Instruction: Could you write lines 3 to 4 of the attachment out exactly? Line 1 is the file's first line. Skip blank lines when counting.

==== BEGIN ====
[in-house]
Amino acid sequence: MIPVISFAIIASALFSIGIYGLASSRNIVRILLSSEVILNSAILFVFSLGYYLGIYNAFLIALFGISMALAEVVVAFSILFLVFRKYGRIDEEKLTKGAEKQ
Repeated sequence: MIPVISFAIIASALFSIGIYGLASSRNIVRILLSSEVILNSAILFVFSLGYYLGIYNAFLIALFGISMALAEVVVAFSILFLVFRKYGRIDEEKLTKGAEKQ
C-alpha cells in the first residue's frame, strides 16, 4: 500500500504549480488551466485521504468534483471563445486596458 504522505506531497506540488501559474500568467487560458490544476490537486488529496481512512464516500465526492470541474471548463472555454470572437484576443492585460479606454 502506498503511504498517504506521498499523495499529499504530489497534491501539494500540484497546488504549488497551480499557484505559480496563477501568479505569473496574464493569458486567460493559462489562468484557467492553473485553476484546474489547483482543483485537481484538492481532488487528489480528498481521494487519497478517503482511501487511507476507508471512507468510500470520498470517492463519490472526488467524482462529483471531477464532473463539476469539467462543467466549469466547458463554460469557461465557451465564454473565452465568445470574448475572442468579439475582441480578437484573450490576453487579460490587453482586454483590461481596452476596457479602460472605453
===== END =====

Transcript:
Repeated sequence: MIPVISFAIIASALFSIGIYGLASSRNIVRILLSSEVILNSAILFVFSLGYYLGIYNAFLIALFGISMALAEVVVAFSILFLVFRKYGRIDEEKLTKGAEKQ
C-alpha cells in the first residue's frame, strides 16, 4: 500500500504549480488551466485521504468534483471563445486596458 504522505506531497506540488501559474500568467487560458490544476490537486488529496481512512464516500465526492470541474471548463472555454470572437484576443492585460479606454 502506498503511504498517504506521498499523495499529499504530489497534491501539494500540484497546488504549488497551480499557484505559480496563477501568479505569473496574464493569458486567460493559462489562468484557467492553473485553476484546474489547483482543483485537481484538492481532488487528489480528498481521494487519497478517503482511501487511507476507508471512507468510500470520498470517492463519490472526488467524482462529483471531477464532473463539476469539467462543467466549469466547458463554460469557461465557451465564454473565452465568445470574448475572442468579439475582441480578437484573450490576453487579460490587453482586454483590461481596452476596457479602460472605453